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Education and Non State Actors: Towards a Comprehensive Agenda

September 30, 2015

Pages from EAA1949-20150922A thought-provoking report was published last week by Protect Education in Insecurity and Conflict (PEIC) on ‘Education and Armed Non State Actors: Towards a Comprehensive Agenda’. The report, written by Jonathan Somer at Persona Grata Consulting (formerly from Geneva Call), addresses education and non State actors. It was written for a Workshop on Education and Armed Non-State Actors organized by PEIC and Geneva Call in June 2015.

Somewhat uniquely, the report deals not only with the manner in which armed groups may attack schools or use them for military purposes, it also deals with the provision of educational services by armed groups. This latter issue has up until now been given relatively little attention by researchers and poses particularly difficult questions for policy makers.

Structure of the report

The first section of the report surveys ‘what ANSAs do’ in terms of practice. Its focus is on three aspects (i) provision of education (ii) attacks on education and (iii) the military use of schools and universities.

The section on the provision of education is by far the longest, and contains the most interesting and groundbreaking research. Acknowledging that the data on the role of ANSAs in the provision of education is sketchy, the report highlights key instances in which ANSAs have provided primary, secondary or higher education around the world. It also highlights instances in which ANSA in control of territory have cooperated with the existing government to provide educational services in the territory under their control.

The section ends by providing some comments on the quality of education provided by ANSAs and the challenges they encounter in its provision. It also cites instances in which aid and donor agencies have been prepared to work with ANSAs in their efforts to provide education or protect child rights. Importantly, the report also considers the impact of ANSA education on a country’s transition out of armed conflict to a state of peace.

The report then continues by shortly considering the negative aspects of ‘what ANSAs do’. In particular, it focuses on attacks on education and military use of schools and universities.  It highlights that research shows that ANSAs are generally more prone to make attacks on educational establishments than states. Conversely, it shows that States have been more often implicated in the use of schools for military purposes than ANSAs.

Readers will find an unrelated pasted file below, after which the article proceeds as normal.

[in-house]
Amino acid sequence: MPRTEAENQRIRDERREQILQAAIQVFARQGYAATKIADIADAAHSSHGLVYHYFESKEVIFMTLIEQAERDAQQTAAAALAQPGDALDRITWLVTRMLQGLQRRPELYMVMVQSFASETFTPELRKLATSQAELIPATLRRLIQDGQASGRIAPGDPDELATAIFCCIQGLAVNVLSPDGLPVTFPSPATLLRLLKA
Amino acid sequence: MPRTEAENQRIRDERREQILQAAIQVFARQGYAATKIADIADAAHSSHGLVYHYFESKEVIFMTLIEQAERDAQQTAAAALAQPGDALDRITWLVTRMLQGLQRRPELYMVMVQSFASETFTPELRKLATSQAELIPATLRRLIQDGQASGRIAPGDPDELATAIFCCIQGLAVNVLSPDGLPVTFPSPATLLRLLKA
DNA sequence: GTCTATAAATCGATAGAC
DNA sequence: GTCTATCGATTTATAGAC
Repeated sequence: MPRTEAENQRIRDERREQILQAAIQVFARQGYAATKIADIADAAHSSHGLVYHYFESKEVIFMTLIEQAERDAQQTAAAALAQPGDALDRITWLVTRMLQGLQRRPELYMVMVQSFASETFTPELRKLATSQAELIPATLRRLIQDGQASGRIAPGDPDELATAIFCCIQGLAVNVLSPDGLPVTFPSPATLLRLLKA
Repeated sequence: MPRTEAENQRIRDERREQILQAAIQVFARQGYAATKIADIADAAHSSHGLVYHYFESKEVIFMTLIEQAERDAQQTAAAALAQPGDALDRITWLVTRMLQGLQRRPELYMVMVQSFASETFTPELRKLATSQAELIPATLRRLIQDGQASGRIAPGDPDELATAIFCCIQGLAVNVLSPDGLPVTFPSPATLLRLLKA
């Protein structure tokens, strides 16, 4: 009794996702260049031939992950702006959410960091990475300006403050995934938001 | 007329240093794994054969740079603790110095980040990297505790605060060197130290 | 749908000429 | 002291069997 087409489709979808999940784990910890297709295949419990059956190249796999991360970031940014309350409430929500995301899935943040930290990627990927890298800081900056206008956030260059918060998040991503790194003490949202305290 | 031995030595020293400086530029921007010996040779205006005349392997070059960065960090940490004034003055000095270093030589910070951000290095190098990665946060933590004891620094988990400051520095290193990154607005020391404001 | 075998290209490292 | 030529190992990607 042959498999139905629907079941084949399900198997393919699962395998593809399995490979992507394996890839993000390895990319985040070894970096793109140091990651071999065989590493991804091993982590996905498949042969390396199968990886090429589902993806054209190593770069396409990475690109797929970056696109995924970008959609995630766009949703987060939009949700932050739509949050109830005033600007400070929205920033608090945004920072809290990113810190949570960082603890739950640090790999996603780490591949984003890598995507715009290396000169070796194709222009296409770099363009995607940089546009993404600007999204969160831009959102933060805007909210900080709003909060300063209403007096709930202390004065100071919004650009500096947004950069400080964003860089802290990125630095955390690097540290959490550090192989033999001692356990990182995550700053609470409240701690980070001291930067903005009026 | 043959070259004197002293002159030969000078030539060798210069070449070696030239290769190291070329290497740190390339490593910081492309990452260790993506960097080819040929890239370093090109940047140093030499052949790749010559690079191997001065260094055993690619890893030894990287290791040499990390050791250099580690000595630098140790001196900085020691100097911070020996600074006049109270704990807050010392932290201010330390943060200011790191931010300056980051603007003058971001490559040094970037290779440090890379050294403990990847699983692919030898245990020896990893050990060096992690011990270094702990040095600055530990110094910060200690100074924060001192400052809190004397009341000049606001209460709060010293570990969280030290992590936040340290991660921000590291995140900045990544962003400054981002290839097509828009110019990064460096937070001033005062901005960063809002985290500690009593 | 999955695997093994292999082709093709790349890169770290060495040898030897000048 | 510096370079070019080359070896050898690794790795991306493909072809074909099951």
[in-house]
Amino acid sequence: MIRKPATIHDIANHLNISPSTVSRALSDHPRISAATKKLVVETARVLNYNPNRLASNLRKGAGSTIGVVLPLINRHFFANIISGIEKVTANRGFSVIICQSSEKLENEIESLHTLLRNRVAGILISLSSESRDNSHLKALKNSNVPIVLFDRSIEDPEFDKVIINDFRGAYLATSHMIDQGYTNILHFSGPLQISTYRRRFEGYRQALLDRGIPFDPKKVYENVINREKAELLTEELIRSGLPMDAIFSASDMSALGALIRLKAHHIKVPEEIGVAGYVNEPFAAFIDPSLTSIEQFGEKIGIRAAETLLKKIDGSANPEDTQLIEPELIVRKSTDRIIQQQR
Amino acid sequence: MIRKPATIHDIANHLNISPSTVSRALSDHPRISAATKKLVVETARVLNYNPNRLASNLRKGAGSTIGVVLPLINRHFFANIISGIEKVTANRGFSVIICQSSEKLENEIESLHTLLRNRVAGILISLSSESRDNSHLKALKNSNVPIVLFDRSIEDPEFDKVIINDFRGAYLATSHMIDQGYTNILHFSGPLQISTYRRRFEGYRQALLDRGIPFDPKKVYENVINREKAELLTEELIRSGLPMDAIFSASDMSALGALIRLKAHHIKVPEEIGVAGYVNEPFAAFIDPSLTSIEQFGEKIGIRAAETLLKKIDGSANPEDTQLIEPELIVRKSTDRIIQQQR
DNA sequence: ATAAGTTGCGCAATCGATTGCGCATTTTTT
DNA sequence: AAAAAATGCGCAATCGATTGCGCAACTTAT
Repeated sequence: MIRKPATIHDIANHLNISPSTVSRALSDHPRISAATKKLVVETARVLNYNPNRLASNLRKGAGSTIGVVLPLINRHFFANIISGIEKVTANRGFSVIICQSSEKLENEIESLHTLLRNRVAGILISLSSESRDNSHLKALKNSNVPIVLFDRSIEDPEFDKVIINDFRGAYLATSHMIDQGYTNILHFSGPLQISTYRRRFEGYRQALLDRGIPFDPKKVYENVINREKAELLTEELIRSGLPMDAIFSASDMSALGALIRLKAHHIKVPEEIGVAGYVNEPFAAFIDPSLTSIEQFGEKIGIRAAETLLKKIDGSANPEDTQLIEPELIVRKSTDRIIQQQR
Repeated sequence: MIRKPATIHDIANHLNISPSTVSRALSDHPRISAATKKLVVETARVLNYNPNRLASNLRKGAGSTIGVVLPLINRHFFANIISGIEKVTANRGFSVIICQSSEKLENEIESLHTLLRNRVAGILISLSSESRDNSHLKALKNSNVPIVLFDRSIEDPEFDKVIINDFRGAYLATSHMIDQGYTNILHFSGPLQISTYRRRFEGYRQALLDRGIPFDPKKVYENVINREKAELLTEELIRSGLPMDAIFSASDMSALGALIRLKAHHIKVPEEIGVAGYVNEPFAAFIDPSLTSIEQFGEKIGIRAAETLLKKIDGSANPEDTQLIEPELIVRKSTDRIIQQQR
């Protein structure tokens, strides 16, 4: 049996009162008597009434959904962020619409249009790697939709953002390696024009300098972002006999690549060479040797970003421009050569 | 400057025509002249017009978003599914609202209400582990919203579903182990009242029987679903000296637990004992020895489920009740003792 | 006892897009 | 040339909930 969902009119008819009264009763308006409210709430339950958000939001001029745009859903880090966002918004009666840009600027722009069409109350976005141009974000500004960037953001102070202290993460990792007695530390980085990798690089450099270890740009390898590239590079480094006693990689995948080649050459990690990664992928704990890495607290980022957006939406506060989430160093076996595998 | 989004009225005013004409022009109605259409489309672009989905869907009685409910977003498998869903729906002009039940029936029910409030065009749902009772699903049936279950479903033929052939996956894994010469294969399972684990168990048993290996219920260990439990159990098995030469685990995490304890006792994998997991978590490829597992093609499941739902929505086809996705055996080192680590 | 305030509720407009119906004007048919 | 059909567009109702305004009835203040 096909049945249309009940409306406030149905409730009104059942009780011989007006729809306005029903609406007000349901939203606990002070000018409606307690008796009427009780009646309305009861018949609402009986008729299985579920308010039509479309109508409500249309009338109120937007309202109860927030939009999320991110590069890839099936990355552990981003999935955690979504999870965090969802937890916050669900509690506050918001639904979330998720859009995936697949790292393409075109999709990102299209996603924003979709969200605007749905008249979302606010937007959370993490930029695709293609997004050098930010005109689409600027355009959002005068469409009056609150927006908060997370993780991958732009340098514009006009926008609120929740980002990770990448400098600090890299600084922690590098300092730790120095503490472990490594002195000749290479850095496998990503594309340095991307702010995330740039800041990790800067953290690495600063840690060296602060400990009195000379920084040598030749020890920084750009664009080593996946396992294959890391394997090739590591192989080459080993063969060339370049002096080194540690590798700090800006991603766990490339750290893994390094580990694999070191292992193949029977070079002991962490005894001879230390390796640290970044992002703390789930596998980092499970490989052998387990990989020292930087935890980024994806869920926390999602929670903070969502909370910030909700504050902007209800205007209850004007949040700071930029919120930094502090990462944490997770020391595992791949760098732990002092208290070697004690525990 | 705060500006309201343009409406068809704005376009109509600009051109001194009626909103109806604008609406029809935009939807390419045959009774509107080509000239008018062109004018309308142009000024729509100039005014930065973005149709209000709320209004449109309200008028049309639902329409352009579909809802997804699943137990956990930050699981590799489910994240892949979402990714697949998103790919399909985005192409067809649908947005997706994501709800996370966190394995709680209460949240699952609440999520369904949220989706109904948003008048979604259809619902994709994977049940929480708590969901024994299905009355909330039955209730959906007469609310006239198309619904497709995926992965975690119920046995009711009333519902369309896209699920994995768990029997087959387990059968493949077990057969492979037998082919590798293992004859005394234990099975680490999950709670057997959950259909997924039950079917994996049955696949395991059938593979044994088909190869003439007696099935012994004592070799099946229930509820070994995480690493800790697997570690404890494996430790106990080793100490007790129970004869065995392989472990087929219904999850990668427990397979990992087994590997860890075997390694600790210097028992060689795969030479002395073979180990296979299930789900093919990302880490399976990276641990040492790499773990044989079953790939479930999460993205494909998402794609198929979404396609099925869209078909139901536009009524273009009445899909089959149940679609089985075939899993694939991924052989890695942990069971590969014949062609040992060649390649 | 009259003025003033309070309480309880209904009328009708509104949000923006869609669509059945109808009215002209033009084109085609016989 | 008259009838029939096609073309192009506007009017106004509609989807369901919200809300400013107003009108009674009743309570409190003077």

The second section of the report surveys ‘what ANSAs say they will do’ in terms of doctrine. In doing so, it provides examples of pledges, laws, statements, commitments by armed groups on (i) the provision and facilitation of education by armed groups (ii) the protection of schools and (iii) the military use of schools and universities.

The third section of the report looks at the normative framework of IHL and IHRL considering ‘what ANSA are obliged to do’. This section points out that the legal framework protecting schools from attack is relatively straightforward and stems from international humanitarian law rules and principles. It shows that the legal framework prohibiting schools from military use is less straightforward, as there is no absolute international law prohibition against using schools and universities for military purposes.  The report points out that the legal framework pertaining to this issue would be more restrictive if it is accepted that ANSAs are bound by the IHRL obligations to protect and fulfil the right to education. Clarity on this issue would also assist in clarifying the scope of ANSAs duties to ensure education.

The final substantive section of the report looks at the international norms and policy provisions relative to the engagement of ANSA in general, and in the area of education in particular. It also look conducts a preliminary survey of international response in practice. In doing so, the author of the report utilises anonymous interviews with people working in humanitarian agencies to illustrate some of the difficulties agencies face on these issues.

Discussion framework

The report ends by identifying key areas for discussion that are distilled into three major questions followed by further sub-questions:

  1. To what extent should ANSAs be engaged with and supported in their efforts to ensure and regulate education?
  2. How can the response be improved?
  3. How should international actors approach education an ANSA issues in peace and transition processes?

The report is too dense and too richly written for me to summarise further in a blog post, but it is a rare piece of writing about the provision of public services by armed groups in territory under their control. This is a topic that is too rarely acknowledged in writing relating to armed groups but which certainly deserves more attention by  lawyers and policy makers.

In paying attention to these issues, the report is extremely thorough at looking at the issue from every angle and from the perspective of every actor. Ultimately, it exposes the tensions that humanitarian agencies face when trying to secure the needs of those on the ground without reinforcing the government capacities of the armed group or reinforcing the breakdown of the State.

One of the stated purposes of the report was to ‘initiate a dialogue among policy makers, practitioners and researchers … in the pursuit of universal access to quality education for all – even for those who find themselves under the control or influence of ANSAs’. There is very little doubt in my mind that this report must have prompted interesting discussion at the workshop in June on this issue. Hopefully the report of the workshop will be coming out soon, and when it does, we will post it here.

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